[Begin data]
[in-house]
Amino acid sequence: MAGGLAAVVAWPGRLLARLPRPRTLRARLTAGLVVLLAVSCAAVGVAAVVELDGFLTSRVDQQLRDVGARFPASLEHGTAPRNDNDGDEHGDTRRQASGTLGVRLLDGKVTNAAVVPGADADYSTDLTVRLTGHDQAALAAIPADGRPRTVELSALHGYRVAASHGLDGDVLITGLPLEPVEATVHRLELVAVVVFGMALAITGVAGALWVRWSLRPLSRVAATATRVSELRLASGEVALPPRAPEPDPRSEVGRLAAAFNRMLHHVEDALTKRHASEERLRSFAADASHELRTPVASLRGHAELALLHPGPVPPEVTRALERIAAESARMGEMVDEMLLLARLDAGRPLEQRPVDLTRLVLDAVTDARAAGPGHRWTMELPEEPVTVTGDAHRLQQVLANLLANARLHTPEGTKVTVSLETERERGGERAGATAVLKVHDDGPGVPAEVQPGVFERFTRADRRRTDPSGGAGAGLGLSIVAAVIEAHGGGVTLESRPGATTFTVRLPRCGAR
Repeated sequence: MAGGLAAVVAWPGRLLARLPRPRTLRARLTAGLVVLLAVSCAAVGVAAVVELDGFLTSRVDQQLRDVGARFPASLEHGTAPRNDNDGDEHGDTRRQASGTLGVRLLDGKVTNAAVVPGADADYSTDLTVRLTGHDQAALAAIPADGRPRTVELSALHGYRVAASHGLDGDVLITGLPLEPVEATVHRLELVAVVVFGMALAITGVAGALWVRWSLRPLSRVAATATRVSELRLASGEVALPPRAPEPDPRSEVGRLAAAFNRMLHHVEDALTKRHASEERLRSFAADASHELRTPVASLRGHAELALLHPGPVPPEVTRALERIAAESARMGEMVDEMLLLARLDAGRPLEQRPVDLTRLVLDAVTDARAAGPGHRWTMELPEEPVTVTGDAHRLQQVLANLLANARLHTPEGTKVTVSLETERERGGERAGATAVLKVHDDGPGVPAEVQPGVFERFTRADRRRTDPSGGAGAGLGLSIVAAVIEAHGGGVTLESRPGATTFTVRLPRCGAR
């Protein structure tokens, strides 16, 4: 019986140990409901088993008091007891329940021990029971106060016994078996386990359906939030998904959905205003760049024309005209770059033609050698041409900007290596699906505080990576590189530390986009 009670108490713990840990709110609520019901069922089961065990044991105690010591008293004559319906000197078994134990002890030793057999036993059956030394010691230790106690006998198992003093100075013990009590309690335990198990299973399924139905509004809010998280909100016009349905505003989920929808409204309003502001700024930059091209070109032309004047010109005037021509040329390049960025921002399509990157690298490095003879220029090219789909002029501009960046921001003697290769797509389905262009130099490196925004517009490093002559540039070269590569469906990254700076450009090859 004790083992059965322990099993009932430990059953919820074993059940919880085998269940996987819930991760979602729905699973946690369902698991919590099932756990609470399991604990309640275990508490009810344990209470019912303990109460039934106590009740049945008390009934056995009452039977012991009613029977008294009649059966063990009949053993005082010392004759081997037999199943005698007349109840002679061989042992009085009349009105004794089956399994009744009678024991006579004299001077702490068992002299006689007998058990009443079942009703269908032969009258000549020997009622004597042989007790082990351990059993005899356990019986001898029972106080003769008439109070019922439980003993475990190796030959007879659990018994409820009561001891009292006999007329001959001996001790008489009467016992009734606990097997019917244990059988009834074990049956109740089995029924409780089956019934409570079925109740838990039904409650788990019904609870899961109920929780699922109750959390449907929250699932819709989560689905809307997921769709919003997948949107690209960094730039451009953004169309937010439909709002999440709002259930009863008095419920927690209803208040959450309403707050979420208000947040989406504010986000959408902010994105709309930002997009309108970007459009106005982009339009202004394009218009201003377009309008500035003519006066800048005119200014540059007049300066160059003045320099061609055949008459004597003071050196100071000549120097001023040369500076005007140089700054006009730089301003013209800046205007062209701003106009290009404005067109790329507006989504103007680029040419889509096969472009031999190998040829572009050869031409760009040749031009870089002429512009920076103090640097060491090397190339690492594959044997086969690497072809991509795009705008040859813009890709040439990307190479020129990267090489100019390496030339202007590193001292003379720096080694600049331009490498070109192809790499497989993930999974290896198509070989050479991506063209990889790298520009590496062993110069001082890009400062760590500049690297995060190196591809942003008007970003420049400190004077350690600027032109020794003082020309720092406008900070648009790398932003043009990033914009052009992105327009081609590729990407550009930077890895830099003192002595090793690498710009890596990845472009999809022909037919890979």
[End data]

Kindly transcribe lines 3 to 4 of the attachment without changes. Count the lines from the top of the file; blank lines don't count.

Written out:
Repeated sequence: MAGGLAAVVAWPGRLLARLPRPRTLRARLTAGLVVLLAVSCAAVGVAAVVELDGFLTSRVDQQLRDVGARFPASLEHGTAPRNDNDGDEHGDTRRQASGTLGVRLLDGKVTNAAVVPGADADYSTDLTVRLTGHDQAALAAIPADGRPRTVELSALHGYRVAASHGLDGDVLITGLPLEPVEATVHRLELVAVVVFGMALAITGVAGALWVRWSLRPLSRVAATATRVSELRLASGEVALPPRAPEPDPRSEVGRLAAAFNRMLHHVEDALTKRHASEERLRSFAADASHELRTPVASLRGHAELALLHPGPVPPEVTRALERIAAESARMGEMVDEMLLLARLDAGRPLEQRPVDLTRLVLDAVTDARAAGPGHRWTMELPEEPVTVTGDAHRLQQVLANLLANARLHTPEGTKVTVSLETERERGGERAGATAVLKVHDDGPGVPAEVQPGVFERFTRADRRRTDPSGGAGAGLGLSIVAAVIEAHGGGVTLESRPGATTFTVRLPRCGAR
């Protein structure tokens, strides 16, 4: 019986140990409901088993008091007891329940021990029971106060016994078996386990359906939030998904959905205003760049024309005209770059033609050698041409900007290596699906505080990576590189530390986009 009670108490713990840990709110609520019901069922089961065990044991105690010591008293004559319906000197078994134990002890030793057999036993059956030394010691230790106690006998198992003093100075013990009590309690335990198990299973399924139905509004809010998280909100016009349905505003989920929808409204309003502001700024930059091209070109032309004047010109005037021509040329390049960025921002399509990157690298490095003879220029090219789909002029501009960046921001003697290769797509389905262009130099490196925004517009490093002559540039070269590569469906990254700076450009090859 004790083992059965322990099993009932430990059953919820074993059940919880085998269940996987819930991760979602729905699973946690369902698991919590099932756990609470399991604990309640275990508490009810344990209470019912303990109460039934106590009740049945008390009934056995009452039977012991009613029977008294009649059966063990009949053993005082010392004759081997037999199943005698007349109840002679061989042992009085009349009105004794089956399994009744009678024991006579004299001077702490068992002299006689007998058990009443079942009703269908032969009258000549020997009622004597042989007790082990351990059993005899356990019986001898029972106080003769008439109070019922439980003993475990190796030959007879659990018994409820009561001891009292006999007329001959001996001790008489009467016992009734606990097997019917244990059988009834074990049956109740089995029924409780089956019934409570079925109740838990039904409650788990019904609870899961109920929780699922109750959390449907929250699932819709989560689905809307997921769709919003997948949107690209960094730039451009953004169309937010439909709002999440709002259930009863008095419920927690209803208040959450309403707050979420208000947040989406504010986000959408902010994105709309930002997009309108970007459009106005982009339009202004394009218009201003377009309008500035003519006066800048005119200014540059007049300066160059003045320099061609055949008459004597003071050196100071000549120097001023040369500076005007140089700054006009730089301003013209800046205007062209701003106009290009404005067109790329507006989504103007680029040419889509096969472009031999190998040829572009050869031409760009040749031009870089002429512009920076103090640097060491090397190339690492594959044997086969690497072809991509795009705008040859813009890709040439990307190479020129990267090489100019390496030339202007590193001292003379720096080694600049331009490498070109192809790499497989993930999974290896198509070989050479991506063209990889790298520009590496062993110069001082890009400062760590500049690297995060190196591809942003008007970003420049400190004077350690600027032109020794003082020309720092406008900070648009790398932003043009990033914009052009992105327009081609590729990407550009930077890895830099003192002595090793690498710009890596990845472009999809022909037919890979």